Masked hypertension is suspected when out-of-office BP measurements exceed those taken in the clinical setting. In adults with elevated office BP (120-129/<80 mmHg) but not meeting the ACC/AHA criteria for hypertension, screening for masked hypertension with daytime ABPM or HBPM is reasonable.[5]

Automated office blood pressure (AOBP) is another option that has been designed to more accurately measure blood pressure.[47] Multiple measurements are taken while the patient is alone in a quiet room, sitting with legs uncrossed, back supported, and arm supported at heart level. Depending on the device used, 3 to 6 measurements are taken over a short time period and the mean blood pressure is calculated.[48] AOBP measures about 5 mmHg lower than research-quality BPs, and 10 to 15 mmHg lower than routine office BP measurements.[49][50] When using AOBP, hypertension is defined as ≥135/85 mmHg.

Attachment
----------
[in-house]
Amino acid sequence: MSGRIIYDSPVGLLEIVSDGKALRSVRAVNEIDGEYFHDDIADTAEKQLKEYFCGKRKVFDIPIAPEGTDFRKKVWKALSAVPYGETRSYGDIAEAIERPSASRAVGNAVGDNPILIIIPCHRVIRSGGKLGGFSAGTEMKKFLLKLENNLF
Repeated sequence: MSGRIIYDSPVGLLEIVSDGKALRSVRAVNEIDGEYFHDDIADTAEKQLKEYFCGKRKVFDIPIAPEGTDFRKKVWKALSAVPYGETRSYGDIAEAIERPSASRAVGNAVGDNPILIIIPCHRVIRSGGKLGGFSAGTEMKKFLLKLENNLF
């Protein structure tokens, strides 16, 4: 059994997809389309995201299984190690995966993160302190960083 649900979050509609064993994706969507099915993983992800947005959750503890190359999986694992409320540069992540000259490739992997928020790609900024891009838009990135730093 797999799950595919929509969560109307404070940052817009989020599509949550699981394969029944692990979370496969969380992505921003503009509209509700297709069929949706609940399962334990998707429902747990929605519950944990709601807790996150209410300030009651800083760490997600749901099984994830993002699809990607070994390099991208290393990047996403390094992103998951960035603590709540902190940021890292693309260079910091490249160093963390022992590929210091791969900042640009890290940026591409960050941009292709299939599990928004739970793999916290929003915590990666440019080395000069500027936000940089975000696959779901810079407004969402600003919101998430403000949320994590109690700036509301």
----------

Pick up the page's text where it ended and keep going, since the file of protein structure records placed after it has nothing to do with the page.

Tests

Routine metabolic panel and lipid levels are required. Glomerular filtration rate is calculated according to the Modification of Diet in Renal Disease (MDRD) formula or the Chronic Kidney Disease Epidemiology Collaboration (CKD-EPI) equation.[51][ Glomerular Filtration Rate Estimate by the IDMS-Traceable MDRD Study Equation ][ Glomerular Filtration Rate Estimate by CKD-EPI Equation ] In particular, features of the metabolic syndrome (hyperglycemia, dyslipidemia) or hyperuricemia should be noted. Hemoglobin and routine urinalysis with albumin excretion are also recommended for possible identification of causes of hypertension. An ECG should be obtained.